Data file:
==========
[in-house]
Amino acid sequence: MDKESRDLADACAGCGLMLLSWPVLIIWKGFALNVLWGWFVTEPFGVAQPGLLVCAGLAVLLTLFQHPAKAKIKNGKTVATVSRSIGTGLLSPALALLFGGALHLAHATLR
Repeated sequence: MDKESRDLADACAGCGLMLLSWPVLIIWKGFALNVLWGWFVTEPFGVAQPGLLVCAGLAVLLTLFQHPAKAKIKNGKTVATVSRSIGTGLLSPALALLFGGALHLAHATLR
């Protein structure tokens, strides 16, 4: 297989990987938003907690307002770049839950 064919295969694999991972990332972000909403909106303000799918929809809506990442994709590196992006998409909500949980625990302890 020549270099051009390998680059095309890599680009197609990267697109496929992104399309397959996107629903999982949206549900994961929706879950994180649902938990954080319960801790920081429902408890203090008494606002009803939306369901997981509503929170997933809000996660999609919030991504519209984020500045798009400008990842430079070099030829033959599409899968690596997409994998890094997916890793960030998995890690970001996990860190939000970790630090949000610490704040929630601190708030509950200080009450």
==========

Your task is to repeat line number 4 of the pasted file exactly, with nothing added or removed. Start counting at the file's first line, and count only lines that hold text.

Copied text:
């Protein structure tokens, strides 16, 4: 297989990987938003907690307002770049839950 064919295969694999991972990332972000909403909106303000799918929809809506990442994709590196992006998409909500949980625990302890 020549270099051009390998680059095309890599680009197609990267697109496929992104399309397959996107629903999982949206549900994961929706879950994180649902938990954080319960801790920081429902408890203090008494606002009803939306369901997981509503929170997933809000996660999609919030991504519209984020500045798009400008990842430079070099030829033959599409899968690596997409994998890094997916890793960030998995890690970001996990860190939000970790630090949000610490704040929630601190708030509950200080009450």